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Edited Transcript of TWE.AX earnings conference call or presentation 28-Jan-20 10:00pm GMT

Half Year 2020 Treasury Wine Estates Ltd Earnings Call

Victoria Feb 10, 2020 (Thomson StreetEvents) -- Edited Transcript of Treasury Wine Estates Ltd earnings conference call or presentation Tuesday, January 28, 2020 at 10:00:00pm GMT

TEXT version of Transcript


Corporate Participants


* Matthew John Young

Treasury Wine Estates Limited - Company Secretary & CFO

* Michael A. Clarke

Treasury Wine Estates Limited - CEO, MD & Director

* Tim Ford

Treasury Wine Estates Limited - COO


Conference Call Participants


* Andrew J. McLennan

Goldman Sachs Group Inc., Research Division - Consumer and Retail Analyst

* Belinda Moore

Morgans Financial Limited, Research Division - Senior Analyst

* Ben Gilbert

UBS Investment Bank, Research Division - Executive Director and Analyst

* Craig John Woolford

Citigroup Inc, Research Division - MD and Head of Australian Consumer Research Team

* David Errington

BofA Merrill Lynch, Research Division - Head of Consumer Research for Australia and Asia

* Jason Palmer

Taylor Collison Limited, Research Division - Equities Analyst

* Larry Gandler

Crédit Suisse AG, Research Division - Director

* Peter J. Marks

Morgan Stanley, Research Division - Research Associate

* Phillip Kimber

Evans & Partners Pty. Ltd., Research Division - Executive Director of Consumer

* Richard Barwick

CLSA Limited, Research Division - Research Analyst

* Shaun Robert Cousins

JP Morgan Chase & Co, Research Division - Senior Analyst




Operator [1]


Ladies and gentlemen, thank you for standing by, and welcome to the Treasury Wine Estates F '20 Half Year Results. (Operator Instructions) Please be advised that today's conference is being recorded.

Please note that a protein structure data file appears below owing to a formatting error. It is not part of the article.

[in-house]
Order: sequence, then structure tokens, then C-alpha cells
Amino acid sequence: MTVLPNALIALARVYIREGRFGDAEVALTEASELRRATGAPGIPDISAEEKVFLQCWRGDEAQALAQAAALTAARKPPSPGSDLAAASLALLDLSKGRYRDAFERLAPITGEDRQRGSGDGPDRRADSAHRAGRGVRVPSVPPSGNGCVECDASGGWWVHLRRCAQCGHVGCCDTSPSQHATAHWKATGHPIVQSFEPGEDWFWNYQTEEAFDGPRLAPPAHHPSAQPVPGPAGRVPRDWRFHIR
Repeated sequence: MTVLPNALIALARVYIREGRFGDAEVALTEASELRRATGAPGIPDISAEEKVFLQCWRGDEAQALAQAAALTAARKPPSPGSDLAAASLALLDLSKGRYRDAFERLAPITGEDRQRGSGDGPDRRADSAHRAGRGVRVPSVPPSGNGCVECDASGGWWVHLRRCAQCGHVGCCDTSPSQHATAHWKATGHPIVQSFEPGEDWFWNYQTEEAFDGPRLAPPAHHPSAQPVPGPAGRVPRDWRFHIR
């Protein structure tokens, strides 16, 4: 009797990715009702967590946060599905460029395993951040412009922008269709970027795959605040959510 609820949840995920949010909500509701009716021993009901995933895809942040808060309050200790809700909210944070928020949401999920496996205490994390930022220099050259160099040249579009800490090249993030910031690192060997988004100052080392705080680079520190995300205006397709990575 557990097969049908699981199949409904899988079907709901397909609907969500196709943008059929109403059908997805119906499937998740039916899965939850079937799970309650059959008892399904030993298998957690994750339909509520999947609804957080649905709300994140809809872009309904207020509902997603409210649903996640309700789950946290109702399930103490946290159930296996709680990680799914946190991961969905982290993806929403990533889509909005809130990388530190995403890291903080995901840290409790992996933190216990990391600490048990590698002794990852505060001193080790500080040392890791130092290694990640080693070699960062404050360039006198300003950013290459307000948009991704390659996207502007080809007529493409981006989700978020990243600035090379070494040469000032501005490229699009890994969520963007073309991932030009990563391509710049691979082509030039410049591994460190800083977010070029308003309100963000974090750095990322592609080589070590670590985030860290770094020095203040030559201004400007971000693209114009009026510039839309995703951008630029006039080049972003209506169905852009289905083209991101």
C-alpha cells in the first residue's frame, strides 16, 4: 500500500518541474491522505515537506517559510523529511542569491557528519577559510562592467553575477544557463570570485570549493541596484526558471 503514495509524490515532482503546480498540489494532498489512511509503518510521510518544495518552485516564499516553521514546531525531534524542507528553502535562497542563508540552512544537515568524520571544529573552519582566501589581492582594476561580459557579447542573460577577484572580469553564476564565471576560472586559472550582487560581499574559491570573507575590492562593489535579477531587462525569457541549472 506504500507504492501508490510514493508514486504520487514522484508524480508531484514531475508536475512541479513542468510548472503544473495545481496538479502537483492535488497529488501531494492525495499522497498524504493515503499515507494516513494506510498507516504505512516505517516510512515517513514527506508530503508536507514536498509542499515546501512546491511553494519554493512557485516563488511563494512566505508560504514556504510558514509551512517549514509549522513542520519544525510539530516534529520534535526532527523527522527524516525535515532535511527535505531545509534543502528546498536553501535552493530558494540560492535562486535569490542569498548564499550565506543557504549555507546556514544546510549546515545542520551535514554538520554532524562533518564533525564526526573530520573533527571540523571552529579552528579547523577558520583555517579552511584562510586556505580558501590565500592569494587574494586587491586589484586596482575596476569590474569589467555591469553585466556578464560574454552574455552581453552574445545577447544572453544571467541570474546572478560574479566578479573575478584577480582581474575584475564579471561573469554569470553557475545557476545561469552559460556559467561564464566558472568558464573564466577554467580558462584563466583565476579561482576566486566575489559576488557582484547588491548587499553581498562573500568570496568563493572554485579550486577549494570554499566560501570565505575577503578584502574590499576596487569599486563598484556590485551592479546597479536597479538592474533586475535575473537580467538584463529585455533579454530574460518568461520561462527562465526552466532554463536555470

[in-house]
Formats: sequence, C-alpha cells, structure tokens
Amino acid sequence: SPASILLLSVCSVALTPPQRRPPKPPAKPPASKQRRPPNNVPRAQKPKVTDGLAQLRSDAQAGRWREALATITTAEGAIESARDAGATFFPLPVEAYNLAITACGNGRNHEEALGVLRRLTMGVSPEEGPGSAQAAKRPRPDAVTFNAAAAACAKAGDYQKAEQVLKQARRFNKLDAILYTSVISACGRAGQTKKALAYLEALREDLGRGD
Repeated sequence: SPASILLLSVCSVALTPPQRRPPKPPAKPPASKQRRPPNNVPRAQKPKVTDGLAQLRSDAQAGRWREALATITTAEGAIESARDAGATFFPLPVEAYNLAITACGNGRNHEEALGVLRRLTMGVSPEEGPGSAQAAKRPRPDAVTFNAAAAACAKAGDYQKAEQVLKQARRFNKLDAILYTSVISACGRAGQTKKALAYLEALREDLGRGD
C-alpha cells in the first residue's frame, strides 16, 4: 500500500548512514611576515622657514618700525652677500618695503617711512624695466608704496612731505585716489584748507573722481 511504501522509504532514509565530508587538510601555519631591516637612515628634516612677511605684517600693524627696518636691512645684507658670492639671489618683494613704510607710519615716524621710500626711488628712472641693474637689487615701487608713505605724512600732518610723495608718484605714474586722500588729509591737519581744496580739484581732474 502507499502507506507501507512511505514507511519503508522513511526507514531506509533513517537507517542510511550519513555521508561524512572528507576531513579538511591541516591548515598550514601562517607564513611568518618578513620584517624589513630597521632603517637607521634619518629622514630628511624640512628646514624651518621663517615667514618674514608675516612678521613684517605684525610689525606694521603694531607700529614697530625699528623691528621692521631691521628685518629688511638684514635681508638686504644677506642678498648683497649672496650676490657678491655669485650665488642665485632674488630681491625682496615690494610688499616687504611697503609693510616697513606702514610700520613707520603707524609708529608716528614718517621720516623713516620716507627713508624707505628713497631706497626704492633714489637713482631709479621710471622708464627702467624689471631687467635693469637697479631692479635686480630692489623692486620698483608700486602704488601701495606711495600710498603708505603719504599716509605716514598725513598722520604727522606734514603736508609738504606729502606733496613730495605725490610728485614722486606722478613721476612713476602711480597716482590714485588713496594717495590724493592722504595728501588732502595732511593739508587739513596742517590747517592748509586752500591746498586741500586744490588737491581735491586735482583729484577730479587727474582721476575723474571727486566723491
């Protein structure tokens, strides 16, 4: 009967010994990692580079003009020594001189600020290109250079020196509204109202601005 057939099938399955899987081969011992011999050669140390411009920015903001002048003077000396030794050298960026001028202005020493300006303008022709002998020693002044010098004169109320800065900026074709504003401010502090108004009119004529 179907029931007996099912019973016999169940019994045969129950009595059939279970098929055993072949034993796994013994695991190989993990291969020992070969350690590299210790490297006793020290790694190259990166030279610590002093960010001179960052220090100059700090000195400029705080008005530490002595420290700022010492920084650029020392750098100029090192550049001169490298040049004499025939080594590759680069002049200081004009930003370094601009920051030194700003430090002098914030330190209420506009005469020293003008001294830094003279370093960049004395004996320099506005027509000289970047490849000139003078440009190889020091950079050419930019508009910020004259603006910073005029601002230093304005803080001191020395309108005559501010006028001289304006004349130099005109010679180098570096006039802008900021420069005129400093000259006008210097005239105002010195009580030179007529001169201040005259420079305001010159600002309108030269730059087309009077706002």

I would now like to hand the conference over to your first speaker today, Mr. Michael Clarke. Thank you. Please go ahead.


Michael A. Clarke, Treasury Wine Estates Limited - CEO, MD & Director [2]


Good morning, and thank you for joining Treasury Wine Estate's Fiscal 2020 Interim Results Briefing. Joining me today is Tim Ford, our Chief Operating Officer; and Matt Young, our Chief Financial Officer.

I'd like to start the call today with a conclusion. We slightly missed H1 EBITS versus our expectations, and based on our revised full year forecast, our growth rate in F '20 will be less than previously guided. This is driven primarily by a miss in our U.S. results due to: firstly, unexpected changes in our U.S. leadership resulting in a loss of execution momentum through H1 that will carry into H2; secondly, U.S. market dynamics being that all suppliers are trying to move surplus wine across the market at lower prices resulting in an accelerated growth of private label. Private label is up 15% in a market that is flat to down. This is a massive market shift in a very short period of time, especially after the recent U.S. vintage in October; thirdly, as a result of these market dynamics, we have not been able to recover or offset higher U.S. luxury COGS and higher Australian commercial COGS due to higher levels of discounting being required to try and maintain share across all price points. And also, we walked away from just under 0.5 million cases of commercial volume in the U.S. due to private label growth, aggressive pricing and our higher COGS.